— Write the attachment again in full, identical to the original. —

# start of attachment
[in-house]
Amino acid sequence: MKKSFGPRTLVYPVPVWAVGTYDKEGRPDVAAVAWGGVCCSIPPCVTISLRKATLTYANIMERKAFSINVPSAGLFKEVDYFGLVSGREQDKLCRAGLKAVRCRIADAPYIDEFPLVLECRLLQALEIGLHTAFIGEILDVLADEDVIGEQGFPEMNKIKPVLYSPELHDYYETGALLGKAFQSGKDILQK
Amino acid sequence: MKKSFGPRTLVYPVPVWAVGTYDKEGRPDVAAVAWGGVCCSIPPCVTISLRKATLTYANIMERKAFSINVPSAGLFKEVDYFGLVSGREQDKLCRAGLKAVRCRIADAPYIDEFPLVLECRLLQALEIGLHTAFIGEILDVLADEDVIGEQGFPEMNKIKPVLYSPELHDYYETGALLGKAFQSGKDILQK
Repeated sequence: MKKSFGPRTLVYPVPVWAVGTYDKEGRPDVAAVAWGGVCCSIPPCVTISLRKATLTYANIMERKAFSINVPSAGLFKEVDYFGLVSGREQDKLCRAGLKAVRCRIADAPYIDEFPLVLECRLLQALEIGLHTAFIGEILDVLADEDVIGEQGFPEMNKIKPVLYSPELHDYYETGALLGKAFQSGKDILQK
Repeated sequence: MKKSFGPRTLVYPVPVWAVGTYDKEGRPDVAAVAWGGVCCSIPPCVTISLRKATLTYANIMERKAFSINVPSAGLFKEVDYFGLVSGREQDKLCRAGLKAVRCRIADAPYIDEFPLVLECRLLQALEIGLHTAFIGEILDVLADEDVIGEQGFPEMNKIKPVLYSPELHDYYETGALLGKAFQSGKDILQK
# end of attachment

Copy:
[in-house]
Amino acid sequence: MKKSFGPRTLVYPVPVWAVGTYDKEGRPDVAAVAWGGVCCSIPPCVTISLRKATLTYANIMERKAFSINVPSAGLFKEVDYFGLVSGREQDKLCRAGLKAVRCRIADAPYIDEFPLVLECRLLQALEIGLHTAFIGEILDVLADEDVIGEQGFPEMNKIKPVLYSPELHDYYETGALLGKAFQSGKDILQK
Amino acid sequence: MKKSFGPRTLVYPVPVWAVGTYDKEGRPDVAAVAWGGVCCSIPPCVTISLRKATLTYANIMERKAFSINVPSAGLFKEVDYFGLVSGREQDKLCRAGLKAVRCRIADAPYIDEFPLVLECRLLQALEIGLHTAFIGEILDVLADEDVIGEQGFPEMNKIKPVLYSPELHDYYETGALLGKAFQSGKDILQK
Repeated sequence: MKKSFGPRTLVYPVPVWAVGTYDKEGRPDVAAVAWGGVCCSIPPCVTISLRKATLTYANIMERKAFSINVPSAGLFKEVDYFGLVSGREQDKLCRAGLKAVRCRIADAPYIDEFPLVLECRLLQALEIGLHTAFIGEILDVLADEDVIGEQGFPEMNKIKPVLYSPELHDYYETGALLGKAFQSGKDILQK
Repeated sequence: MKKSFGPRTLVYPVPVWAVGTYDKEGRPDVAAVAWGGVCCSIPPCVTISLRKATLTYANIMERKAFSINVPSAGLFKEVDYFGLVSGREQDKLCRAGLKAVRCRIADAPYIDEFPLVLECRLLQALEIGLHTAFIGEILDVLADEDVIGEQGFPEMNKIKPVLYSPELHDYYETGALLGKAFQSGKDILQK